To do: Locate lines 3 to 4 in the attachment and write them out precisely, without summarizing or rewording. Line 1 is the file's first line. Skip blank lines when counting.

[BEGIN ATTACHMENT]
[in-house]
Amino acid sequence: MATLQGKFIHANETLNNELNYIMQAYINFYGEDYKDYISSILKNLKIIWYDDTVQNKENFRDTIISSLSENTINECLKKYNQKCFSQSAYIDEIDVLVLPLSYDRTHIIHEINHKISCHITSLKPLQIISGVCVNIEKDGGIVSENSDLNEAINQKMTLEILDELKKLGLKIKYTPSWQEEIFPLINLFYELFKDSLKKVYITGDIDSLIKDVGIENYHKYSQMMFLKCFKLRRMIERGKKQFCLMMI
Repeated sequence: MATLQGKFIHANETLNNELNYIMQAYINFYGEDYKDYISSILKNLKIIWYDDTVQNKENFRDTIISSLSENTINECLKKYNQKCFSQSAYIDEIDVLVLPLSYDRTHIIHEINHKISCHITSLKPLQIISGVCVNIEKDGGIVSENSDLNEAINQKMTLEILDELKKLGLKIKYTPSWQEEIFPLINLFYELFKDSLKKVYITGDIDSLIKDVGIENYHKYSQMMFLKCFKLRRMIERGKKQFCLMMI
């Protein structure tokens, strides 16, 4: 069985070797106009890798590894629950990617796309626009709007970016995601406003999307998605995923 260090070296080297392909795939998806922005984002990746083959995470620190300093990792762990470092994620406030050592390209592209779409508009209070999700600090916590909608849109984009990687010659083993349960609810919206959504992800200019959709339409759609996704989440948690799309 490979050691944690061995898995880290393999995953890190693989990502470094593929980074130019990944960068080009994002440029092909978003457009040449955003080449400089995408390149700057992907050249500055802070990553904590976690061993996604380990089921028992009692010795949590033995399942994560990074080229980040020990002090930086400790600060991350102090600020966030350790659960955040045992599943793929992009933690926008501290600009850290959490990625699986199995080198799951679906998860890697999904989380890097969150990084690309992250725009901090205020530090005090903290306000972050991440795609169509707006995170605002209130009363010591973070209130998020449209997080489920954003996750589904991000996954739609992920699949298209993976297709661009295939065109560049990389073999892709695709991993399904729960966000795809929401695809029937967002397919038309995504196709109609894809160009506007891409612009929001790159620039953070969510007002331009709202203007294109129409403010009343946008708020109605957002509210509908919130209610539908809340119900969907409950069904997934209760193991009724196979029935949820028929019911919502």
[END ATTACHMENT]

Repeated sequence: MATLQGKFIHANETLNNELNYIMQAYINFYGEDYKDYISSILKNLKIIWYDDTVQNKENFRDTIISSLSENTINECLKKYNQKCFSQSAYIDEIDVLVLPLSYDRTHIIHEINHKISCHITSLKPLQIISGVCVNIEKDGGIVSENSDLNEAINQKMTLEILDELKKLGLKIKYTPSWQEEIFPLINLFYELFKDSLKKVYITGDIDSLIKDVGIENYHKYSQMMFLKCFKLRRMIERGKKQFCLMMI
């Protein structure tokens, strides 16, 4: 069985070797106009890798590894629950990617796309626009709007970016995601406003999307998605995923 260090070296080297392909795939998806922005984002990746083959995470620190300093990792762990470092994620406030050592390209592209779409508009209070999700600090916590909608849109984009990687010659083993349960609810919206959504992800200019959709339409759609996704989440948690799309 490979050691944690061995898995880290393999995953890190693989990502470094593929980074130019990944960068080009994002440029092909978003457009040449955003080449400089995408390149700057992907050249500055802070990553904590976690061993996604380990089921028992009692010795949590033995399942994560990074080229980040020990002090930086400790600060991350102090600020966030350790659960955040045992599943793929992009933690926008501290600009850290959490990625699986199995080198799951679906998860890697999904989380890097969150990084690309992250725009901090205020530090005090903290306000972050991440795609169509707006995170605002209130009363010591973070209130998020449209997080489920954003996750589904991000996954739609992920699949298209993976297709661009295939065109560049990389073999892709695709991993399904729960966000795809929401695809029937967002397919038309995504196709109609894809160009506007891409612009929001790159620039953070969510007002331009709202203007294109129409403010009343946008708020109605957002509210509908919130209610539908809340119900969907409950069904997934209760193991009724196979029935949820028929019911919502």